Tazio, the youngest, has grown up in Peckham, but Ivan is the one who sounds like a South Londoner as he’s spent a lot of his life here. My second son Simone wants to start a career as a barber. It’s an opportunity to teach him my profession - a chance for him to learn through observation and practise.
When I first moved to London I didn’t speak much English. I went round hairdressers’ with my CV to see if there were any opportunities.
I worked for a while at an Italian place but it had the same political atmosphere as being back home and it didn’t suit me at all.
Eventually I ended up finding a job at a salon in Holland Park. I liked being there - it was a new experience - but I soon found myself doing exactly the same things that I’d been doing in the 80s in Italy.
It was strange - here I was twenty years later in a different city and it was the same old story and the same old styles. It seemed stifling to me.
My experience working in theatre started with an Italian avant-garde theatre company, who were putting on a production of Joan of Arc.
I wasn’t just styling and cutting hair: the director wanted me onstage too, so I also took part as an actor. I cut hair onstage with a razor - I had to cut Joan of Arc’s hair and I shaved it off completely.
Further down the line I did the hair for a production of Salome that was set in the 1930s.
It was fantastic.
I got to research the styles and cuts from the era, and around that time I began to realise that I had a lot more passion for working with men’s hair than women’s.
There was so much creativity; working with the theatre was something that I found exciting and gave me the chance to experiment with different styles and techniques.
Sometimes I think of theatrical hairdressing as having a sculptural quality. You’re working with a prime material that has a particular and unique quality and texture.
That is its nature. If you work against it you often get an unsatisfactory result.
So when I’ve worked on theatrical productions cutting hair and designing wigs, I’ve found that I need to follow the nature of the hair to make it look its best. If it’s synthetic materials, I have to use a combination of scientific know-how and traditional barbering skills to tame and manipulate the hair.
For example, if I need to create Georgian style curls with synthetic hair, I’ll have to not only use a hairdryer - I’ll need a steamer to give it the necessary volume. It becomes a work of research and science. It takes patience and persistence but it’s incredibly rewarding.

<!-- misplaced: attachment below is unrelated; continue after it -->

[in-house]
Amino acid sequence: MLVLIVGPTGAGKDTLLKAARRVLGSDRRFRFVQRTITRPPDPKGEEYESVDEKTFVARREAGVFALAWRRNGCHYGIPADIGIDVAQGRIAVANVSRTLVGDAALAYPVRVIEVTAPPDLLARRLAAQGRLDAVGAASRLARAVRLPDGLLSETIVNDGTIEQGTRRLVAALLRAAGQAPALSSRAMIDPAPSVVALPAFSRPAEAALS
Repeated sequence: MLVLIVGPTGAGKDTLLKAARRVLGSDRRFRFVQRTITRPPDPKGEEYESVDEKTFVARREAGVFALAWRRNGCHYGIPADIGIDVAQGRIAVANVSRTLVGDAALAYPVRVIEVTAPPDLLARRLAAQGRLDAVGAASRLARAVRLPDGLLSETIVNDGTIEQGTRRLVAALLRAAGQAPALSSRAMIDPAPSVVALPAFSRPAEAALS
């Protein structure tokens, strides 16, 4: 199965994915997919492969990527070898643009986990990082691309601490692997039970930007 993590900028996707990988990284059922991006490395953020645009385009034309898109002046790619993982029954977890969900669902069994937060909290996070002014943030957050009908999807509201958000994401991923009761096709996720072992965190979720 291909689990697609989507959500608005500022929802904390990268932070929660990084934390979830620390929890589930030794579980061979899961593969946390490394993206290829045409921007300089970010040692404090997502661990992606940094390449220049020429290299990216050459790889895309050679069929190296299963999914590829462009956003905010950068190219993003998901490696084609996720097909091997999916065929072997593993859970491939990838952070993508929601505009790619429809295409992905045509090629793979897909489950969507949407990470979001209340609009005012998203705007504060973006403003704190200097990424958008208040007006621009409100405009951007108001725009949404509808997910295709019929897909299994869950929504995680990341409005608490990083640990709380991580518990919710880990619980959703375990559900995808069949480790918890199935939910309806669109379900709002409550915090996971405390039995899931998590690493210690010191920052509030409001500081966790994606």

After leaving the salon in west London, I moved on to work at a major London barber shop.
I got to see some of the best barbers in the UK at work, learning by watching how they approached different styles and techniques.
I was able to put my own unique spin on things and develop my own methods. I liked being able to learn from others but also found it gratifying to have other barbers appreciate my work. It was a place that gave me a grounding in different styles and a wide range of reference points. I also made some wonderful friendships during my time there.
After some years I decided to move on. I believe that change can always bring about something positive and have often found that to be the case. I was incredibly lucky. I had a good following of clients after I left to work as the in-house barber at Atkinsons, a perfumier in Mayfair.
Thanks to previous clients who have followed me across, I am able to continue with the same kind of creative work I was doing before. I’ve also been fortunate to find a fantastic range of new clients who always trust me and my experience, which is a wonderful thing.
My new shop is a unique place.
It’s in a Georgian style, not just architecturally, but also in the sense of having a discrete, private barber shop in the basement - something that is far from commonplace in London.
But it’s not just about the history of the organisation and its fantastic fragrances, or my experience as a barber.
My barber shop is a place of detachment from the relentless pace of the outside world.
It’s a place where a customer is looked after in a manner that has been passed down through the generations.
Umberto can be found at Atkinsons in the Burlington Arcade, on Instagram, and on Twitter.